Canon Announces PowerShot SX740 HS Camera with 4K

Canon announced the PowerShot SX740 HS digital camera last evening, and it’s an impressive piece of equipment for those who are looking for flexibility and quality in a small package. It has a massive zoom range, the equivalent of 24 – 960mm, a 20 megapixels sensor CMOS sensor, and 4K video capability. Additionally, action shooters can capture 7.4 frames per second when shooting bursts, and it includes image stabilization to provide sharper images in poor light.

But does anyone care? Some serious photographers carry a compact camera as a backup, certainly. It may find a home in the backpacks and purses of journalists.

Canon says that “…the PowerShot SX740 HS helps make transitioning away from smartphone photography fun and easy.” Who are these people who are transitioning away from smartphone photography?



This chart made from CIPA data shows relatively flat DSLR shipments over the past decade, but a dramatic drop in compact cameras. The “DSLR” category contains mirrorless and rangefinder style cameras as well. 2018 figures are projected from first 5 months of available data.

The compact camera market has crashed in recent years. In 2010, well over 108 million were shipped, but in 2017, only 13 million found their way to retailers around the world. Projections from the first half of 2018 indicate that that number will drop even lower to just over 8 million.

Those who who take up a serious interest in photography these days are much more likely to appreciate the quality, styling, and options available from interchangeable lens compact cameras such as the Sony a6000 series and the Fuji XE and XT series cameras, or even fixed lens cameras like the Fuji XF10 or X100F.

It is true that not everyone has given up on the compact camera market, yet. Some people will want to stick with what they know, avoiding newfangled things. But the writing is on the wall: if you want a compact camera, you’d better get one within the next few years.

Matthew Gore | Light And Matter

Price and Availability

Two versions of the PowerShot, one silver and one black, will be available in late August at a cost of $399 each. The cameras are currently available for pre-order from Adorama and B&H Photo.

Still Want a Compact Camera? Think They’re Here to Stay?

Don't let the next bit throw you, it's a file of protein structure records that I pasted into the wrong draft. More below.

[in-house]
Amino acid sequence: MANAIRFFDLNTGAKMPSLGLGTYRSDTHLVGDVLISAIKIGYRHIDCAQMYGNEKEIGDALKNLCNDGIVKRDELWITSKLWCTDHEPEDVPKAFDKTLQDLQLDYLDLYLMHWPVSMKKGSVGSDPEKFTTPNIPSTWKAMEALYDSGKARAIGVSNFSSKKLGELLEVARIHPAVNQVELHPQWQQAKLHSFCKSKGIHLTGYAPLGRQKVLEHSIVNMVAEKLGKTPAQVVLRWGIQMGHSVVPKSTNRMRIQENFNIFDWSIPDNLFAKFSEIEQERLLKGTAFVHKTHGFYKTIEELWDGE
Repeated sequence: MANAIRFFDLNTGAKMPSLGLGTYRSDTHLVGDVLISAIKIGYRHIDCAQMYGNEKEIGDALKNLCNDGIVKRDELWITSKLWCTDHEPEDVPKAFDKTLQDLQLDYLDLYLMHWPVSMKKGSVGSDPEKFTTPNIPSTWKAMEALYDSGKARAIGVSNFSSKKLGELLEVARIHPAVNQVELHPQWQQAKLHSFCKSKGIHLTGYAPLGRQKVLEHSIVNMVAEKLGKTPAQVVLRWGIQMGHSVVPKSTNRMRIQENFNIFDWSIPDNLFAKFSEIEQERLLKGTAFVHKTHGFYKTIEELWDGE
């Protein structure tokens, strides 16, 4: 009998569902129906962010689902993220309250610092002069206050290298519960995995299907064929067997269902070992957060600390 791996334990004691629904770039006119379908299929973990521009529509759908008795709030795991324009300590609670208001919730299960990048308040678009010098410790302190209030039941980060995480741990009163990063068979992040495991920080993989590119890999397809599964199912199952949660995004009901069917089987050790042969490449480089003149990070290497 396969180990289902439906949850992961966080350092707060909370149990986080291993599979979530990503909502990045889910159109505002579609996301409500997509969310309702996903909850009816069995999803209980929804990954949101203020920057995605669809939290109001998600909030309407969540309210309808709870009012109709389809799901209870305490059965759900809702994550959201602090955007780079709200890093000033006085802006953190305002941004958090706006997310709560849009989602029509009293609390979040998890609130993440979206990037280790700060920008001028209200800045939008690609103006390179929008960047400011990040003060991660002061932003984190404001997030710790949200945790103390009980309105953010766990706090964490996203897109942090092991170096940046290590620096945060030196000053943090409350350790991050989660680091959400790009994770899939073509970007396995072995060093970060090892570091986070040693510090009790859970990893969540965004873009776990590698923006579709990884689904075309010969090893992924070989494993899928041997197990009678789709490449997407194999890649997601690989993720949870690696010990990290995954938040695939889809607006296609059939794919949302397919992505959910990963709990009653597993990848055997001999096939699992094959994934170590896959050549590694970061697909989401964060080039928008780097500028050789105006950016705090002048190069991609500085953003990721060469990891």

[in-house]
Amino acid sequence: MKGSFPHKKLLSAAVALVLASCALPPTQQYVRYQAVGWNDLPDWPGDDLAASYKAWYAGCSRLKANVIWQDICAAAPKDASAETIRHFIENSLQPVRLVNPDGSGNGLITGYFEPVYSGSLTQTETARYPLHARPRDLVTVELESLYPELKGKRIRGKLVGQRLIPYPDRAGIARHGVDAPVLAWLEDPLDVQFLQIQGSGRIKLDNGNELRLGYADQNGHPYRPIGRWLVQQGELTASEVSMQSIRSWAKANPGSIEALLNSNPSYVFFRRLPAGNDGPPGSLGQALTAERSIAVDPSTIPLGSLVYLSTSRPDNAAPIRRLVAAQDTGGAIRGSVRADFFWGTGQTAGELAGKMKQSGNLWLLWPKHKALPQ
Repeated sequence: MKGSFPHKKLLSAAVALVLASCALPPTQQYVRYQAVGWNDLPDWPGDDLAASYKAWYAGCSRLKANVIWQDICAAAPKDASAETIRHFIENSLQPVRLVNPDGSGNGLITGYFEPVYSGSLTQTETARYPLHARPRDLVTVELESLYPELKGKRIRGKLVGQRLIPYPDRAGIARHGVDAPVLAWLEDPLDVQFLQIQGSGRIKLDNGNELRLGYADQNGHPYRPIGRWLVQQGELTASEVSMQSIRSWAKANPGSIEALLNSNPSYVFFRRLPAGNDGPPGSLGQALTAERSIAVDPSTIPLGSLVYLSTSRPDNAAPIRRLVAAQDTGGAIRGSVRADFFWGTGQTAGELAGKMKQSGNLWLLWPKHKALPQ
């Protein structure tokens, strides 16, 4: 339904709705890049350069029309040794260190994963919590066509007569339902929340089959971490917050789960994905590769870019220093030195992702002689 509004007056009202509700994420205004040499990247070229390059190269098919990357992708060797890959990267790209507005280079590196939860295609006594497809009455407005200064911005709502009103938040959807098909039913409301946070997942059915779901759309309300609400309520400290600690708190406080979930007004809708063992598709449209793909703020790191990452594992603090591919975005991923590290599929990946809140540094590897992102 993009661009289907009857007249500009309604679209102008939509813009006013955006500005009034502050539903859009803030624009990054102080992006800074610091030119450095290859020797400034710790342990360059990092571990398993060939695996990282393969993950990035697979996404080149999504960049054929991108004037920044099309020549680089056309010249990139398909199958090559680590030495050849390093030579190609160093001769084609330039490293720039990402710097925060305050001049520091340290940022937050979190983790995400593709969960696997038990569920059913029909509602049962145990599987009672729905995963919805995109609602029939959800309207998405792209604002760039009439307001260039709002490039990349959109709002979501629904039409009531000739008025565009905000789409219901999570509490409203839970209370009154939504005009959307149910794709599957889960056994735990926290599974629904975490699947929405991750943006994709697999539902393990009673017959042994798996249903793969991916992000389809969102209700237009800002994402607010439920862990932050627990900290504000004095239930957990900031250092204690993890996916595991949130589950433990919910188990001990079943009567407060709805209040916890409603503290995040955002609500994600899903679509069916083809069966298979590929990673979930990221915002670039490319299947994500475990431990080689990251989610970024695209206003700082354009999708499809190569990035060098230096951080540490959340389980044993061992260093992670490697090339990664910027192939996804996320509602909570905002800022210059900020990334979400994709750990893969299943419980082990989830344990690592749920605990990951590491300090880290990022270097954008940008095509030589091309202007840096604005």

I’m curious to hear what you think about compact cameras. I don’t usually cover them on this site, primarily since I don’t use them myself. But if you think they’re still worth talking about, and still worth using, let me know in the comment section below!


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dale thorn

To think that I would give up a compact camera, so that I would have to have a bulky system camera with me at all times? That doesn’t make sense to me, but then as your research shows, the market for compact cameras has crashed – undoubtedly because of cell phone cameras.

Here’s the thing: To think that my only choices for a long zoom would be 1) No long zoom with a cellphone, or 2) A long zoom with an extremely bulky system camera – that makes no sense for the future. Think about it – not so long ago the big photography sites were putting down long-zoom compact cameras, saying that the wide-angle end was far more useful. Then we had an explosion of long-zoom non-system (compact or bridge) cameras. People want the long zooms, but not in huge bulky system lenses, unless they’re using tripods, carrying a large camera bag, and spending big.

So think about this: Before 2010, or 2005 or wherever is your starting point in digital compact cameras, we didn’t have long zooms except for the 300-400 mm equivalent range on bulky bridge cameras. Now that the compact enthusiast market has seen and used long-zoom compacts, there will be millions of people who want them down the road. And since the designs are already existing and fully tested, it won’t be difficult for most camera makers to serve that market as they see fit.

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